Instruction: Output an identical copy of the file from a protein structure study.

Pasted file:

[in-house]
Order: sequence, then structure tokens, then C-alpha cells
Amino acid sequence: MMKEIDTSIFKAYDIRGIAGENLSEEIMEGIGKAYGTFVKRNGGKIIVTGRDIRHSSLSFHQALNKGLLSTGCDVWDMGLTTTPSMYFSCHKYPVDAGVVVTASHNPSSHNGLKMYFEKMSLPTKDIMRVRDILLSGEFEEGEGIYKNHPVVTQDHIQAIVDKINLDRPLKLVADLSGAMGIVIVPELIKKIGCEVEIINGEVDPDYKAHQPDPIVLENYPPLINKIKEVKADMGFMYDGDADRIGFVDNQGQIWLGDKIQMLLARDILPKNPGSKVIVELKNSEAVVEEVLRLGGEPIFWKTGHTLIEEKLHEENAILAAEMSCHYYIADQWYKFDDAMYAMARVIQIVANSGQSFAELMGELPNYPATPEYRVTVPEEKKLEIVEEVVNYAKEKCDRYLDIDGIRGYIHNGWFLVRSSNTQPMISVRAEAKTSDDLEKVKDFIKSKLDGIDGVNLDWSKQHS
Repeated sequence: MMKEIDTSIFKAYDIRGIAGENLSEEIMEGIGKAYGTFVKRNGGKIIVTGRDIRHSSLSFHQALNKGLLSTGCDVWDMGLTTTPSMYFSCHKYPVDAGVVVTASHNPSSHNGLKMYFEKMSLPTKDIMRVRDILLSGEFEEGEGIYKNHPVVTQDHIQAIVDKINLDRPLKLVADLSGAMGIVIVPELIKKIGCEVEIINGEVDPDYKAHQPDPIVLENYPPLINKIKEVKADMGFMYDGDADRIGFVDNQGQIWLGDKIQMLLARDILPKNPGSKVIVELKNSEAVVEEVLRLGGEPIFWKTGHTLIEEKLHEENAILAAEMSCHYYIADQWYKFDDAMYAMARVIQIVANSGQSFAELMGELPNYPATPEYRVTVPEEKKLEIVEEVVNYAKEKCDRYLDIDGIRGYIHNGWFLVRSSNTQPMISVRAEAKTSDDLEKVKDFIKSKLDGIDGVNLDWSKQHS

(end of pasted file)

[in-house]
Order: sequence, then structure tokens, then C-alpha cells
Amino acid sequence: MMKEIDTSIFKAYDIRGIAGENLSEEIMEGIGKAYGTFVKRNGGKIIVTGRDIRHSSLSFHQALNKGLLSTGCDVWDMGLTTTPSMYFSCHKYPVDAGVVVTASHNPSSHNGLKMYFEKMSLPTKDIMRVRDILLSGEFEEGEGIYKNHPVVTQDHIQAIVDKINLDRPLKLVADLSGAMGIVIVPELIKKIGCEVEIINGEVDPDYKAHQPDPIVLENYPPLINKIKEVKADMGFMYDGDADRIGFVDNQGQIWLGDKIQMLLARDILPKNPGSKVIVELKNSEAVVEEVLRLGGEPIFWKTGHTLIEEKLHEENAILAAEMSCHYYIADQWYKFDDAMYAMARVIQIVANSGQSFAELMGELPNYPATPEYRVTVPEEKKLEIVEEVVNYAKEKCDRYLDIDGIRGYIHNGWFLVRSSNTQPMISVRAEAKTSDDLEKVKDFIKSKLDGIDGVNLDWSKQHS
Repeated sequence: MMKEIDTSIFKAYDIRGIAGENLSEEIMEGIGKAYGTFVKRNGGKIIVTGRDIRHSSLSFHQALNKGLLSTGCDVWDMGLTTTPSMYFSCHKYPVDAGVVVTASHNPSSHNGLKMYFEKMSLPTKDIMRVRDILLSGEFEEGEGIYKNHPVVTQDHIQAIVDKINLDRPLKLVADLSGAMGIVIVPELIKKIGCEVEIINGEVDPDYKAHQPDPIVLENYPPLINKIKEVKADMGFMYDGDADRIGFVDNQGQIWLGDKIQMLLARDILPKNPGSKVIVELKNSEAVVEEVLRLGGEPIFWKTGHTLIEEKLHEENAILAAEMSCHYYIADQWYKFDDAMYAMARVIQIVANSGQSFAELMGELPNYPATPEYRVTVPEEKKLEIVEEVVNYAKEKCDRYLDIDGIRGYIHNGWFLVRSSNTQPMISVRAEAKTSDDLEKVKDFIKSKLDGIDGVNLDWSKQHS